Following the Old Ridge Road Brovet, we decided to cross the country for Brovet #2: The Cumberland Passage Permanent. The route was a straight shot from Pittsburgh to Washington DC along the Great Allegheny Passage and C&O Canal - a geographic area symbolic of America's Industrial strength. Riding our Raleighs through this geography and ending up at our nation's capital seemed like a perfect celebration of what the project is about. The ride is (usually) easy enough and accessible enough for anyone to do. It is rife with American History. And it's beautiful.
Read an excerpt from Yonder Journal’s post on the trials and triumph of The Cumberland Passage Permanent, and find out how you can access the free guide.
Look, our failed attempt at the Cumberland Passage Permanent (CPP) was wet and cold and stupid. Like seriously it was exceptionally stupid. And that, really, could be that. Like period, end of story. The thing is, some of what happened to us was not actually our fault. Some of it was patently our fault. And some of it was 'Other,' as in somewhere between our fault and not our fault. And some of it was straight-up beyond fault of any kind, like what's beyond an act of God?, whatever it is, it was that: e.g. the night before our start, our gracious crew-of-ten-hosting host in Pittsburgh poisoned all of us with a semi-mandatory Last Supper of violent diarrhea-inducing Vegan Stew. I mean, not in our wildest dreams did we see that coming and I live in the Alberta Arts District in Portland, Oregon.
...it continued to rain and flood and rain. Though for a while, basically the whole way to Ohiopyle State Park, we were on a well graded dirt road deep in the woods and that was pretty cool, in fact it was a lot like a bike ride. Also, at some point there was a roaring river and some pretty cool wooden bridges with forest views—that didn’t suck. In Ohiopyle, village of, when we all stopped for some coffees, Scenic Overlook photo-ops and local chit chat, I rode over to the State Park Visitor Center to poop and text and forget, with any luck, that I was alive. That was a super welcome and semi-successful break from reality until Hahn click-clacked his way into the surprisingly busy Visitor Center, held the bathroom door open and shouted so everyone could hear him,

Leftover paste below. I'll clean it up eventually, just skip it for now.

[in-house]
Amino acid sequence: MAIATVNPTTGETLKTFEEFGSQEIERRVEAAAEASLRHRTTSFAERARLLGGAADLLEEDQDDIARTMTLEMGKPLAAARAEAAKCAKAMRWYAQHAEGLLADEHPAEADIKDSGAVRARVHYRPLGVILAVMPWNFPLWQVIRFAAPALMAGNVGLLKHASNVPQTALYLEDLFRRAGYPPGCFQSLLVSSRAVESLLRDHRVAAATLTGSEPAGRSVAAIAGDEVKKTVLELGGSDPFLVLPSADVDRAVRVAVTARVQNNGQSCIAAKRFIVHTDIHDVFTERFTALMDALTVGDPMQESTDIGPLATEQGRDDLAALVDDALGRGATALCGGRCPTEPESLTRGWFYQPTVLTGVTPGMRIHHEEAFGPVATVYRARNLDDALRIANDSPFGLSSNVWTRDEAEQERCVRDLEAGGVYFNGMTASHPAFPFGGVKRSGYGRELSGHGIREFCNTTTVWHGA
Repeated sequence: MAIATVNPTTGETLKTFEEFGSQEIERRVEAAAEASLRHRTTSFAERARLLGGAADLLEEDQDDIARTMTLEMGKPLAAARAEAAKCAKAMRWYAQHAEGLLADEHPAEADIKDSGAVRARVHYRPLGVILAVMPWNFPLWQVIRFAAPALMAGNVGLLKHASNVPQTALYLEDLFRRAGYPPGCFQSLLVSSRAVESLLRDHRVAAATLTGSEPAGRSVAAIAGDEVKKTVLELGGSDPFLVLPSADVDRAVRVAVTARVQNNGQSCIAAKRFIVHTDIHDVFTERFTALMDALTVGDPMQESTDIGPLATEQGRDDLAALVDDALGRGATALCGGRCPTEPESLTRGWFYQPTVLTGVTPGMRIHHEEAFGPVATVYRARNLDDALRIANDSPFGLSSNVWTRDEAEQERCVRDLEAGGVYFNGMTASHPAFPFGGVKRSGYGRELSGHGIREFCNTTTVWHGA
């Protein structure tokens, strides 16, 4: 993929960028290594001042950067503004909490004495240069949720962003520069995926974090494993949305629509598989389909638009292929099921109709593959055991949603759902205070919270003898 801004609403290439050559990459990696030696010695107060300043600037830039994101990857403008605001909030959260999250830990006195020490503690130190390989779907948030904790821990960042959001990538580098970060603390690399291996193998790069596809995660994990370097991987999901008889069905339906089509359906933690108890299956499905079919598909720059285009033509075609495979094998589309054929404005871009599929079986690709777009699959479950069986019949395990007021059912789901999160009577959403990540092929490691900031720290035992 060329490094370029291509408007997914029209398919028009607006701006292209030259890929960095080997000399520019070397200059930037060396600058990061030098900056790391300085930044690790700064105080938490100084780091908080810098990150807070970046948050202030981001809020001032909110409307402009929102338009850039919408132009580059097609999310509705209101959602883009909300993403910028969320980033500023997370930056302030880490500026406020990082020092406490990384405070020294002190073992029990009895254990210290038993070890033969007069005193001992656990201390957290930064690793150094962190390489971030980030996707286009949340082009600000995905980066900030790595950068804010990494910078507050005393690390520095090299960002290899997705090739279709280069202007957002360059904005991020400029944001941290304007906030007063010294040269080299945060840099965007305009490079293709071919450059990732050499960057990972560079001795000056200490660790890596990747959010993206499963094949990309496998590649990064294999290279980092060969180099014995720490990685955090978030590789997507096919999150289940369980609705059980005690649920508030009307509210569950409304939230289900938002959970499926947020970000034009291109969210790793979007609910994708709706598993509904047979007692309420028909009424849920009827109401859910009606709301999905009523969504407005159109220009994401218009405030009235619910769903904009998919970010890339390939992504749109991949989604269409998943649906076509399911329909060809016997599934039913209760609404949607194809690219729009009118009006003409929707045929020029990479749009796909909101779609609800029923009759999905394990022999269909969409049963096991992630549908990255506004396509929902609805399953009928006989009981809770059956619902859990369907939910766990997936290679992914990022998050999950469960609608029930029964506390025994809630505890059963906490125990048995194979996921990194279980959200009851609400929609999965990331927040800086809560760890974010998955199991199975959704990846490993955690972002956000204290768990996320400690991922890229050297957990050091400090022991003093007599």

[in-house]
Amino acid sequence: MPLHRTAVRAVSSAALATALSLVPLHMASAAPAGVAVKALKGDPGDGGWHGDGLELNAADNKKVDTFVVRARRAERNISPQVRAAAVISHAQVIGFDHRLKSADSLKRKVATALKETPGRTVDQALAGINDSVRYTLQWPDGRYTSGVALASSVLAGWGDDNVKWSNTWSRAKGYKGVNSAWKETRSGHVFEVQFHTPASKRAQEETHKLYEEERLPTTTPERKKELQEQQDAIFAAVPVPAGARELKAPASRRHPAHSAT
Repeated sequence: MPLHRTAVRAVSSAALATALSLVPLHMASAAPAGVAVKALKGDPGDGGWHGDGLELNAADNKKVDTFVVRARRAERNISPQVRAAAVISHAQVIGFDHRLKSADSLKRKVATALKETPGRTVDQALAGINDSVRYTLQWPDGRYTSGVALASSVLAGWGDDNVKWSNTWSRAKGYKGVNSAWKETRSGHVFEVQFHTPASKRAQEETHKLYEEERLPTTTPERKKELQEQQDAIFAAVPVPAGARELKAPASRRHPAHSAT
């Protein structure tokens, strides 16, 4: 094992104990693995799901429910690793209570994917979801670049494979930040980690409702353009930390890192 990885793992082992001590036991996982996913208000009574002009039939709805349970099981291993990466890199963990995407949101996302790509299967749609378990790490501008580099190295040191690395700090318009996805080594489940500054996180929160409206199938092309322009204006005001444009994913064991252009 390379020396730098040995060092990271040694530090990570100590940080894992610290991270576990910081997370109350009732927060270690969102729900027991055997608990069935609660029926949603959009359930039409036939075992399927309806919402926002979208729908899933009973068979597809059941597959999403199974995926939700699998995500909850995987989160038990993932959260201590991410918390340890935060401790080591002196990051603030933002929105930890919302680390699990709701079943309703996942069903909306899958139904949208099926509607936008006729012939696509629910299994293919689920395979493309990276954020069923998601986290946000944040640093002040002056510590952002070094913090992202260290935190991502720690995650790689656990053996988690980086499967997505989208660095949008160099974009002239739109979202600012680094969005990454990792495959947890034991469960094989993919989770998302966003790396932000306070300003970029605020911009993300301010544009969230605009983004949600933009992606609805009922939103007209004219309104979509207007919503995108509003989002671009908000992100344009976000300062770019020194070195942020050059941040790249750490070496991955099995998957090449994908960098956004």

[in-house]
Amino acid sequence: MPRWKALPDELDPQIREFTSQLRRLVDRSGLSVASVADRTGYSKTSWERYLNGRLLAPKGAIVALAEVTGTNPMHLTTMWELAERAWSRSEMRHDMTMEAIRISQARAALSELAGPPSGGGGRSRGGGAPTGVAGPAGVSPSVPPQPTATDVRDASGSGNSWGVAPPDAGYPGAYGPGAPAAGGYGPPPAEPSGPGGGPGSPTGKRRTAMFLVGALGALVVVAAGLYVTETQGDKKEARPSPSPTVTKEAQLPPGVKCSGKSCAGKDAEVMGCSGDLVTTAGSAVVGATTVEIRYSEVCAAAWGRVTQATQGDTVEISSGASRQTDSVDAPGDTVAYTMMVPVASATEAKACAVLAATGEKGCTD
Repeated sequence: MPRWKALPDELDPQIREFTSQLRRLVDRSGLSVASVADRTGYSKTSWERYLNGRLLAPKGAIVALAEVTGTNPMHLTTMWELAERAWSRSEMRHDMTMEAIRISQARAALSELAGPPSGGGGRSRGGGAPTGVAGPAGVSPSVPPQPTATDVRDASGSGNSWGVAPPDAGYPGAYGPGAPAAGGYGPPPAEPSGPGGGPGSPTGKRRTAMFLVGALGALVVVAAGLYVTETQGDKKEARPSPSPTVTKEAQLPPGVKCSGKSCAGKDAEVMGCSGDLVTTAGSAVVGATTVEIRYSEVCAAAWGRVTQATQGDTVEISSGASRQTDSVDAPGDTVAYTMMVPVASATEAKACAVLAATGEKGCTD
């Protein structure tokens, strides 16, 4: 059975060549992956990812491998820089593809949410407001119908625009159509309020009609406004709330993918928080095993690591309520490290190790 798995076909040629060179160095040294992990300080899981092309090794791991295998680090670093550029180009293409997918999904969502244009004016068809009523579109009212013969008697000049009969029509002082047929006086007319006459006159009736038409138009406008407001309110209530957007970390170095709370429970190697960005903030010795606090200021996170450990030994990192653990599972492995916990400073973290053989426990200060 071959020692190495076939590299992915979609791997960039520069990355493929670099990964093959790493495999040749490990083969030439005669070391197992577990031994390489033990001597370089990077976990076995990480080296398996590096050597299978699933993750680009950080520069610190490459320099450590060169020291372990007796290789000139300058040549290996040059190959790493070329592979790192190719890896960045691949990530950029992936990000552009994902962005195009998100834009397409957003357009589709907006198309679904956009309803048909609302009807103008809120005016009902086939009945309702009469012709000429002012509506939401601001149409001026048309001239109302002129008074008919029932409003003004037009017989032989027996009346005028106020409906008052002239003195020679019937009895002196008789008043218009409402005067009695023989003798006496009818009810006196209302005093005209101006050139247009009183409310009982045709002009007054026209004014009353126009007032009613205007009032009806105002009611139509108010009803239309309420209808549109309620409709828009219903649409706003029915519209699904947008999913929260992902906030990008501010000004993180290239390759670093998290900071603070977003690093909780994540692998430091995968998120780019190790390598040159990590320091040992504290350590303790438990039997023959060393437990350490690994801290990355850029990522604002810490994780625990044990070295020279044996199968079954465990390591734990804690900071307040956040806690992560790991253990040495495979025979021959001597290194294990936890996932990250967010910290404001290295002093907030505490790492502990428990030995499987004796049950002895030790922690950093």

“Come on Daniel, we all know that even you have to be done pooping by now, it's been like 35 minutes, you can’t hide from us and you can't hide from your duty (laughter), stop wasting daylight, pull-up your bibs like a Warrior and get out here and get on your bike, nowwwwww.”
Through sheer momentum and because nobody had any better ideas we eventually made it past Confluence, PA to the bottom of the last big push up the Appalachians. It was dark, it was raining harder than ever, the temperature was just above freezing and the trail was covered in two to three inches of snow. In normal conditions and circumstances the next forty miles would simply represent the crux, also, side note: the apex. But unfortunately for us we had a snowy mountain pass not unlike Donner Pass (circa 1846) to contend with, i.e suffer, hump, endure, possibly succumb to cannibalism, etc. Meanwhile Raffy was convinced a Bobcat was stalking us…